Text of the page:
The movie, like I say, is a trip. It’s a trip of Willard’s lack of common sense. It’s about understanding Kurtz’ mind how he turned the horror of war into such a depth meaning. He can’t even live without Kurtz besides himself, only filled with such madness, despair, and hopeless. It’s just terrifying yet magnificent at the same time. It’s so poetic, one of the most haunting movies you could really find in cinema. There is one normal guy, Dennis Hopper as the mysterious photojournalist. For other reasons, he found Kurtz’s location but chose to stay in the first place. If only he exploited Kurtz, he would be killed. He explained everything; explained how he is such a genius with a God-complex mind. He is like a poet in a sense of beautifulness. He is the fool, the clown, but providing his child as a balanced way.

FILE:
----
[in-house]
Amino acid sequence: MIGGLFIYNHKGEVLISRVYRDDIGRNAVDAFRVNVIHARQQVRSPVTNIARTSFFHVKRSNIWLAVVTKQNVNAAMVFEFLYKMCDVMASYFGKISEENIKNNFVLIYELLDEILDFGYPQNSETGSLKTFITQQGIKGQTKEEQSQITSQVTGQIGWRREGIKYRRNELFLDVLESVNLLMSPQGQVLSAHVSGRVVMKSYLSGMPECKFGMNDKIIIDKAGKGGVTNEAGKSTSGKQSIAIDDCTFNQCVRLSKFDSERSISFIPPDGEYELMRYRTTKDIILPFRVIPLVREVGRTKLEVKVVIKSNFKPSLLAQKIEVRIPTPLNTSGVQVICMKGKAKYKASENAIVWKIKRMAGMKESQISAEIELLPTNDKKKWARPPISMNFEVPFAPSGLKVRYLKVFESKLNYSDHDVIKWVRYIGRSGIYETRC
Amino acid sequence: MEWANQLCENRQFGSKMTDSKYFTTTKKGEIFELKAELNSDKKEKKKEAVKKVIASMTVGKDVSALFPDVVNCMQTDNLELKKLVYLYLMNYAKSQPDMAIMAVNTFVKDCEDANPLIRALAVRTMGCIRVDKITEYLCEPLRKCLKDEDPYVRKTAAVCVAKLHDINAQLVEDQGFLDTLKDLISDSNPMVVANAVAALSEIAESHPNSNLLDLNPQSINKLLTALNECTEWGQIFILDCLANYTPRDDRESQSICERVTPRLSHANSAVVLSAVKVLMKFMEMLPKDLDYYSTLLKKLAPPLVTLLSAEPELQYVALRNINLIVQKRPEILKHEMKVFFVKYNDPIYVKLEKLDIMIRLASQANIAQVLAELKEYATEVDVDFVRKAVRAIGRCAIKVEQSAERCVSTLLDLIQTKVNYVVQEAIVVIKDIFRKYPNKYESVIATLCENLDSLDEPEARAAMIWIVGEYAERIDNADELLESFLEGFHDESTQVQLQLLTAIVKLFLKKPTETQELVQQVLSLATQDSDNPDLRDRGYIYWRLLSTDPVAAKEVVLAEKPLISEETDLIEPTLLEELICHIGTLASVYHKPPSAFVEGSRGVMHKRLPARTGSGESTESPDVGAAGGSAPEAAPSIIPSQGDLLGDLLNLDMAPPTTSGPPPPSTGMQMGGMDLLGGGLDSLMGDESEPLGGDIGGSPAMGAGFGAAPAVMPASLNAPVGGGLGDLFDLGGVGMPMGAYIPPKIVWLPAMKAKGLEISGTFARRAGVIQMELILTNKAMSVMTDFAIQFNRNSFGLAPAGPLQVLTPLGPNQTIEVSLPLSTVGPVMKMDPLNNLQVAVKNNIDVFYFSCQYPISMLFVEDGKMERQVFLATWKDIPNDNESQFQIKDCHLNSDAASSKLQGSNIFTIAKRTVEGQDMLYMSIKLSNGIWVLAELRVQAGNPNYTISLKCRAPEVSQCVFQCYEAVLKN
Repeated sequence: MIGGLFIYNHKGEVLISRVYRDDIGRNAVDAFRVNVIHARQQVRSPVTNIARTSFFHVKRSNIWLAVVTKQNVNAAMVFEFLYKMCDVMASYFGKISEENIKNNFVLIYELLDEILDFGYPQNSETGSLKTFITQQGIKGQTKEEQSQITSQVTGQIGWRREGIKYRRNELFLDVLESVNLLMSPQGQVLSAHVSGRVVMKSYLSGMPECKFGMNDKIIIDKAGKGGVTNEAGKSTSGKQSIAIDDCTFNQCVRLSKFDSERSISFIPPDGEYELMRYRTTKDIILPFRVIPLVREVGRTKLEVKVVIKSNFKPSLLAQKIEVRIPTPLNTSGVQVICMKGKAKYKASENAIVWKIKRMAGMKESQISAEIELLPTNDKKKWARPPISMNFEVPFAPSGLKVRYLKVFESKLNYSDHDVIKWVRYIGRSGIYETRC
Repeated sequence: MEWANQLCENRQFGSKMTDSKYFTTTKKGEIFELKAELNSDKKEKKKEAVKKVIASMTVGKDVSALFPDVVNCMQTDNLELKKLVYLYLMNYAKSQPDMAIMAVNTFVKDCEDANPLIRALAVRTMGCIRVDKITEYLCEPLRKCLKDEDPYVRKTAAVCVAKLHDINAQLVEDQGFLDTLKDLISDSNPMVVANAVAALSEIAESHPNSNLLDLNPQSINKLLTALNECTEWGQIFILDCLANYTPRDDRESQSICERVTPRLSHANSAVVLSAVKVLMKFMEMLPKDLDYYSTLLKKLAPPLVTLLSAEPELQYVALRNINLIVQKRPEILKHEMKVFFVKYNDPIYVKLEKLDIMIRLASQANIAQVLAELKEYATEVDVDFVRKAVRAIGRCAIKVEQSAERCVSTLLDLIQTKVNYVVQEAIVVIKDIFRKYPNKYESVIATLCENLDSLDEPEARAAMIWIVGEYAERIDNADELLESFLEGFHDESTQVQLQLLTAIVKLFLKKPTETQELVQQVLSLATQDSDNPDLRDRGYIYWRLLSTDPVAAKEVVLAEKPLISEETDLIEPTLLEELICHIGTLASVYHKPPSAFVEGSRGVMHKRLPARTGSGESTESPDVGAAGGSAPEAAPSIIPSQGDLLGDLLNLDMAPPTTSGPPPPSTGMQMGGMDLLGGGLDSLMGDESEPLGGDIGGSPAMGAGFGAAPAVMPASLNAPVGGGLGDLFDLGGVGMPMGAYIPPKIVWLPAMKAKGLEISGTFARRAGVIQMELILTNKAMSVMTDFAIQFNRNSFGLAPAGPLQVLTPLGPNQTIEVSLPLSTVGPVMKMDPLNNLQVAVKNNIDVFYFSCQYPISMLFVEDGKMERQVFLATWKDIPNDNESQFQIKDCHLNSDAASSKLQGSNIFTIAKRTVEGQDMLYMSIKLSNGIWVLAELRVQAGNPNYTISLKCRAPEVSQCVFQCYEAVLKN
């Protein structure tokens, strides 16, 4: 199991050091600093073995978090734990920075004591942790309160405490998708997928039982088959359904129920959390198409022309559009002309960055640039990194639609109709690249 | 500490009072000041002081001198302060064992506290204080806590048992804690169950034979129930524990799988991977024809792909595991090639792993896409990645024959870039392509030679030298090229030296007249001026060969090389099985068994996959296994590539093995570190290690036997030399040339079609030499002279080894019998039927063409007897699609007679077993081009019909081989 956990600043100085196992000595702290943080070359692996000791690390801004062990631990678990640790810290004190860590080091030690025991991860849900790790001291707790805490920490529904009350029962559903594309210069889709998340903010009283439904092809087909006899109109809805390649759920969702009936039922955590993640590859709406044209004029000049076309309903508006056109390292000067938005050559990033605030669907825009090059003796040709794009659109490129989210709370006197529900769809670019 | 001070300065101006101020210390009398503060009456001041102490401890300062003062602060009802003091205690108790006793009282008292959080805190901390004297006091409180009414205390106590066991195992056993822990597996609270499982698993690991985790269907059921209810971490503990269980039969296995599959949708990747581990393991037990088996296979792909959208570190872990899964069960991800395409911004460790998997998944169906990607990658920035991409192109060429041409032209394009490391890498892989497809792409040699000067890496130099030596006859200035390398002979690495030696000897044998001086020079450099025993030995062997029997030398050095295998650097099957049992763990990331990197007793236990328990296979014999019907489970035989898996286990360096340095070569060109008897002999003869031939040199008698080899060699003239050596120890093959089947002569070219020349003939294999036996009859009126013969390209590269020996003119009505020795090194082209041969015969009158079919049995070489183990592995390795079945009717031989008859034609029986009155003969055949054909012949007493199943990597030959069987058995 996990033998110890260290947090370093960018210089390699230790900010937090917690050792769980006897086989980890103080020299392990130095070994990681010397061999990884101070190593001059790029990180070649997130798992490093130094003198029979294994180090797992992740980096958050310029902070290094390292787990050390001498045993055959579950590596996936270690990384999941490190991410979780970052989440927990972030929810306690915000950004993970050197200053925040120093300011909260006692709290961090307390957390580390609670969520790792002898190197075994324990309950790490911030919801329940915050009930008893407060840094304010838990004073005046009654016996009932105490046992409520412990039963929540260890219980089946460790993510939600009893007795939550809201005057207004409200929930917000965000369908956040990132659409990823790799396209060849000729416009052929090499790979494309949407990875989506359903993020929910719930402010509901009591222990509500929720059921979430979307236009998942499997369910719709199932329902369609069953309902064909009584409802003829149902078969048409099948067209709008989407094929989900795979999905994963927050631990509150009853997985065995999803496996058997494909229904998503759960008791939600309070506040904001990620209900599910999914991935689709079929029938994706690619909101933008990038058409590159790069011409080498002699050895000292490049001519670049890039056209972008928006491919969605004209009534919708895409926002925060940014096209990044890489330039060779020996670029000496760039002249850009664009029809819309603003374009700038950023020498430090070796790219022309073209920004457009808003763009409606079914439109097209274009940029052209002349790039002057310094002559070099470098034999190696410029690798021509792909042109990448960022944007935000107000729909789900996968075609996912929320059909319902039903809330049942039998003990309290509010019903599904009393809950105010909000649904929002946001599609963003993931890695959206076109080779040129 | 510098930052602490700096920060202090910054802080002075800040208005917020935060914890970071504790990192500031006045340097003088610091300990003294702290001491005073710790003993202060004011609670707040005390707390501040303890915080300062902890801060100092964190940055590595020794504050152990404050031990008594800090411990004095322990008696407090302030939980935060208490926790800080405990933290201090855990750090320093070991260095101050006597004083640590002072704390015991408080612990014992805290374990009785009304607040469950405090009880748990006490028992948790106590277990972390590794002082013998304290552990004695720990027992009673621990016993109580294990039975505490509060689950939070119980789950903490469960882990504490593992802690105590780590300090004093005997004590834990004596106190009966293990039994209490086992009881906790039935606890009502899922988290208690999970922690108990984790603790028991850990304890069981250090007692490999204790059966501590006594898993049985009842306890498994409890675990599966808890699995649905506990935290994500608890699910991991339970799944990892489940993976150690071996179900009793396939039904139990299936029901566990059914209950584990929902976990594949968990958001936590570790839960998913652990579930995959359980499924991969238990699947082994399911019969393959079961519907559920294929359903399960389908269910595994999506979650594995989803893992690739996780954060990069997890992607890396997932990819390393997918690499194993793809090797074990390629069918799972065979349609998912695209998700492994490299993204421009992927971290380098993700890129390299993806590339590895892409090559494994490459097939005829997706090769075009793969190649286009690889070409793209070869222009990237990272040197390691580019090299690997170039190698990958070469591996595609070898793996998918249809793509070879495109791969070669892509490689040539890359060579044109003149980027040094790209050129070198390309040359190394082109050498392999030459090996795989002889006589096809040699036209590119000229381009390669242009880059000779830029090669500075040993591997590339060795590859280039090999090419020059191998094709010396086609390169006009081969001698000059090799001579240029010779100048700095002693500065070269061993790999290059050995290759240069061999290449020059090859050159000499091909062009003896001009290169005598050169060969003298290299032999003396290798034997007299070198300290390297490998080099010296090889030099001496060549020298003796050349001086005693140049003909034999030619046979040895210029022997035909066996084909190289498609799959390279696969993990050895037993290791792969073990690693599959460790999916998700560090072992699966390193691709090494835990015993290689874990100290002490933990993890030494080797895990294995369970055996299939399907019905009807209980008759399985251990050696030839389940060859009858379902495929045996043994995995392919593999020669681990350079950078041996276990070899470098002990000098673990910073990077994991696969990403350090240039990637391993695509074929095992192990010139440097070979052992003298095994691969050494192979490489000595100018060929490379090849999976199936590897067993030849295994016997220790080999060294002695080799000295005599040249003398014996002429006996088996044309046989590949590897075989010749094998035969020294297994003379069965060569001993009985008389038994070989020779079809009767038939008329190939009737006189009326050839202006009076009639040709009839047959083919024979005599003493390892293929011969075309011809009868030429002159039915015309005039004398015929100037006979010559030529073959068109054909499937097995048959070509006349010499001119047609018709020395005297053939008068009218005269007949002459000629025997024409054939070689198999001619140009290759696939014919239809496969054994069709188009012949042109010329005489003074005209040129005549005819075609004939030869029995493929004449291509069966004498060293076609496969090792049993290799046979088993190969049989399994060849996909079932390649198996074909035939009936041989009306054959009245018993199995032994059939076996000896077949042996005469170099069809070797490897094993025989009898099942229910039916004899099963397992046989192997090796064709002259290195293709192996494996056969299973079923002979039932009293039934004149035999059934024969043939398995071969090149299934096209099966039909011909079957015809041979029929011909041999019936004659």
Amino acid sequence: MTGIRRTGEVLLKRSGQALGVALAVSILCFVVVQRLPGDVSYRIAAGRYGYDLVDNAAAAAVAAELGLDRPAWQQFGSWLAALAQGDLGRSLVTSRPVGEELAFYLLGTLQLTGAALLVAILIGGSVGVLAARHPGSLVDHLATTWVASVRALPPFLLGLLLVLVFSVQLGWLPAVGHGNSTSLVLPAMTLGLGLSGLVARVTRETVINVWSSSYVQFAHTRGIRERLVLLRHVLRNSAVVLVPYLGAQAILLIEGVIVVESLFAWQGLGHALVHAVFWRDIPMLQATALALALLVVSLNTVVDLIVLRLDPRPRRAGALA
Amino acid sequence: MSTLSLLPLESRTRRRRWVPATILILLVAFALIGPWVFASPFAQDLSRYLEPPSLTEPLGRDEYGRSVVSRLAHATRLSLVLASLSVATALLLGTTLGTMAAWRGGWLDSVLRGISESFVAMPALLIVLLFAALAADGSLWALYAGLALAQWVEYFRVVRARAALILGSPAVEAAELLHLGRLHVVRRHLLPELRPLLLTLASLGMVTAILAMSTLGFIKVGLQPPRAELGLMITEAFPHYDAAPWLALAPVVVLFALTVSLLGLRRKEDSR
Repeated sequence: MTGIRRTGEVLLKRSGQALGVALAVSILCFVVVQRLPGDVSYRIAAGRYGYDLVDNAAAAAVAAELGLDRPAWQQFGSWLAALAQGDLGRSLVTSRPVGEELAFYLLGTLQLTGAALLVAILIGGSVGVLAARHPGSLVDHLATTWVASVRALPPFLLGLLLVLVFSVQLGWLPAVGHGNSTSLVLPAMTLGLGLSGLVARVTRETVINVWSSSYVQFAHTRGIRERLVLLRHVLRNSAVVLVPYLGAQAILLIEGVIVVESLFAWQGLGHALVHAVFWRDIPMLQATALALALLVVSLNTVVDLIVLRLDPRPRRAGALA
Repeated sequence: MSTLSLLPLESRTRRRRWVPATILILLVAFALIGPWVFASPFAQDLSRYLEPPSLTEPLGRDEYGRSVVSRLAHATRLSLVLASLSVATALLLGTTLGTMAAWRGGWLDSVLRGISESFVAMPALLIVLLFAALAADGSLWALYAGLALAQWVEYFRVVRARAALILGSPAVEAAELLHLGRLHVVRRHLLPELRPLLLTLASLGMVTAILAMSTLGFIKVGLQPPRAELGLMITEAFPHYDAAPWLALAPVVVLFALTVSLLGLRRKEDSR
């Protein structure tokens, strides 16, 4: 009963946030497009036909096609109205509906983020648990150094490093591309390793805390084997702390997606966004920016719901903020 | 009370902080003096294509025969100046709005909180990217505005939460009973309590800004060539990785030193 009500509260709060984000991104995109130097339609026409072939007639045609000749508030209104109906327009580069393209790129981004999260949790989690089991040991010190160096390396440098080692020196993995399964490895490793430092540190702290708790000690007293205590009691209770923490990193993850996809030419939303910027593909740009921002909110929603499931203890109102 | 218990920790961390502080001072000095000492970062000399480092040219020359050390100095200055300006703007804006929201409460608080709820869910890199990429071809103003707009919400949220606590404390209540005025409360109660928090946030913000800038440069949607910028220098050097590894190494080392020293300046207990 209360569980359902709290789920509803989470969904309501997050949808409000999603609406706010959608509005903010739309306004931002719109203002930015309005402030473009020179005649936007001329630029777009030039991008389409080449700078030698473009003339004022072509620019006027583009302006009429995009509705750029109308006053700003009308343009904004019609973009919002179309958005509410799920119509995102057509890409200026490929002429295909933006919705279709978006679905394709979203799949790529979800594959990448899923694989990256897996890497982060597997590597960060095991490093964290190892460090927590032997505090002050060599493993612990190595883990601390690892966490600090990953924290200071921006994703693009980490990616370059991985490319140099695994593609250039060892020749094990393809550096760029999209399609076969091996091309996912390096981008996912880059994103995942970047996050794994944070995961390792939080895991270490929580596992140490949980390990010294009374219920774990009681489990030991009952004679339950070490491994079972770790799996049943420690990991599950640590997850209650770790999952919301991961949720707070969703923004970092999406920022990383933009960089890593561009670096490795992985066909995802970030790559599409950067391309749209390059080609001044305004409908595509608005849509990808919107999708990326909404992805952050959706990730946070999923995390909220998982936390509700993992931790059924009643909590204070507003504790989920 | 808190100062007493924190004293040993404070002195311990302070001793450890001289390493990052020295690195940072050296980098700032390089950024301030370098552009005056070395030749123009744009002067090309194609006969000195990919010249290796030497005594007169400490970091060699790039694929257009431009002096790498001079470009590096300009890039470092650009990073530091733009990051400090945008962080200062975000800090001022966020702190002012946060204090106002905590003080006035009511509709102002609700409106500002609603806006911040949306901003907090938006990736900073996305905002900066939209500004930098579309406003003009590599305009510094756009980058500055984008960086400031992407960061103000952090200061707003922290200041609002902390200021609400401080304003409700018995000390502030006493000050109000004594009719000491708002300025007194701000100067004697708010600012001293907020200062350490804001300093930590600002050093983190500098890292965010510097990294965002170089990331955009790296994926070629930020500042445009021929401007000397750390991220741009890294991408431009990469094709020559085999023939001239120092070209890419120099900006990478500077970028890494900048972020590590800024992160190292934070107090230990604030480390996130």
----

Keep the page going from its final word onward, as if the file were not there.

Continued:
In the next 10 years, I bet if another new version of this movie would come. However, “Apocalypse Now” is clearly one of the gems in the filmmaking and cinema. Such a simple great sequence, you can really get everything into such a deeply complex analysis in one scene. Take for example Robert Duvall as Colonel Kilgore, the most insane person you could find in the war. You always remember his line, “I love the smell of napalm in the morning” or “it smells like victory”. Yet, his character is so deep to analysis. Even though we don’t see him too much on-screen, he is the opposite of the protagonist.